'Stop The Cyborgs' are calling for limits on when the headsets can be used along with guidelines to inform the public when they are being filmed. 
'Stop The Cyborgs' are calling for limits on when the headsets can be used along with guidelines to inform the public when they are being filmed. 

Google Glass will make 'privacy impossible' warn 'Stop The Cyborgs' campaigners

'Stop The Cyborgs' are calling for limits on when the headsets can be used along with guidelines to inform the public when they are being filmed

Rob Williams
Tuesday 26 March 2013 17:58
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Google Glass and other similar wearable types of technology will create a world where 'privacy is impossible', a London-based campaign group has warned.

'Stop The Cyborgs' are calling for limits on when the glasses can be used - along with guidelines to inform the public when they are being filmed.

Speaking to the BBC one of the campaigners stressed that their aim was not bring about a ban on the technology but instead they want people to: "actively set social and physical bounds around the use of technologies and not just fatalistically accept the direction technology is heading in".

On its website the campaign group, which was formed in February, says its aim is to "Encourage individual people to think about the impact of new technologies, to set bounds on how technologies are used (and) proactively negotiate their relationship with the future. We want people to be selective adopters."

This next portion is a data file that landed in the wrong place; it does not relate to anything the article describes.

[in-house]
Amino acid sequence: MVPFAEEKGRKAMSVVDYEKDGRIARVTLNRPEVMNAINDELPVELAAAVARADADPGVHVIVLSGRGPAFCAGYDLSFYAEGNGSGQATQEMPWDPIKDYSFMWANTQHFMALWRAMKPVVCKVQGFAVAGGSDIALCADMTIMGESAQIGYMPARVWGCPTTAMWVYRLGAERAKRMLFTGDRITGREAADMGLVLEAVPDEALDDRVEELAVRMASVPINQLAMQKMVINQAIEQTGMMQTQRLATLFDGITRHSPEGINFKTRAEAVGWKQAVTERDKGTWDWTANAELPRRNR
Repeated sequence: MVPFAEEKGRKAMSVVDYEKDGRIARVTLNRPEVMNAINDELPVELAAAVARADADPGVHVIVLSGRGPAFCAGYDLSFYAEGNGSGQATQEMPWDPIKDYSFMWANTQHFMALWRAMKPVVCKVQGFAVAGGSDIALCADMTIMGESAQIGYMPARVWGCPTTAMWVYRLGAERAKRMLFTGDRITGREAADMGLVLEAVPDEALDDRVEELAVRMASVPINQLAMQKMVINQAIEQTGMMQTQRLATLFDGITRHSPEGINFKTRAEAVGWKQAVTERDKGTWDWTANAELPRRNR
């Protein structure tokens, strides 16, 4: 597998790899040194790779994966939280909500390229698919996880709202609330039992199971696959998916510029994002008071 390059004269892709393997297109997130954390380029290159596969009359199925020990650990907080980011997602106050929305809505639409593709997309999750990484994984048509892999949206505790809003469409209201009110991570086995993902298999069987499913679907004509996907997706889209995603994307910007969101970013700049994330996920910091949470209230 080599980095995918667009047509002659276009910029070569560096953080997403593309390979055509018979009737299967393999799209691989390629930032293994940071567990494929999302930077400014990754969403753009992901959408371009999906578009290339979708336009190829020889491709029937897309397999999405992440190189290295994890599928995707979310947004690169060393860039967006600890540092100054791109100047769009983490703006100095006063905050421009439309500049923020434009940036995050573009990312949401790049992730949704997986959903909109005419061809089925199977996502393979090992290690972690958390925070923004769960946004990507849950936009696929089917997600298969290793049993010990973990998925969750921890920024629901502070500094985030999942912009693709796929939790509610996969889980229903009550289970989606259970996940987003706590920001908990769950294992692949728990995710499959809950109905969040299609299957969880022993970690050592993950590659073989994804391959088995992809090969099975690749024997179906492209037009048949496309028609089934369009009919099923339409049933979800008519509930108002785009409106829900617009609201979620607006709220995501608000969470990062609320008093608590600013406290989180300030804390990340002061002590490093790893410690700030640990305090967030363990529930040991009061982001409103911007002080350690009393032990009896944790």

The group's website features downloadable Google Glass 'ban signs', which the group encourage readers to put up "to ban people from wearing Google Glass to help protect your privacy."

Issues surrounding privacy in relation to Google Glass are already being hotly debated ahead of the expected launch of the technology in 2014.

The 5 Point Cafe in Seattle has famously already banned the use of Google Glass posting a sign for patrons reading 'a** kickings will be encouraged for violators' of the rule.

The owner of the cafe later, however, admitted to Forbes that the ban was mostly a PR stunt.

Elsewhere objections to the use of Google Glass are more serious.

Lawmakers in West Virginia are already campaigning to prohibit motorists from wearing the glasses - which are essentially a wearable computer with a heads-up display - when operating a vehicle.

Legislature Republican Gary G Howell told CNET: "It is mostly the young that are the tech-savvy that try new things. They are also our most vulnerable and underskilled drivers. We heard of many crashes caused by texting and driving, most involving our youngest drivers. I see the Google Glass as an extension."

Last month Google co-founder, Sergey Brin hit the headlines when during a TED talk, in part on Google Glass, he described Smartphones as 'emasculating'.

"You're standing around and just rubbing this featureless piece of glass," he said.

Google responded to the potential privacy controversy by telling the BBC that: "We are putting a lot of thought into how we design Glass because new technology always raises important new issues for society."

"Our Glass Explorer program will give all of us the chance to be active participants in shaping the future of this technology, including its features and social norms."

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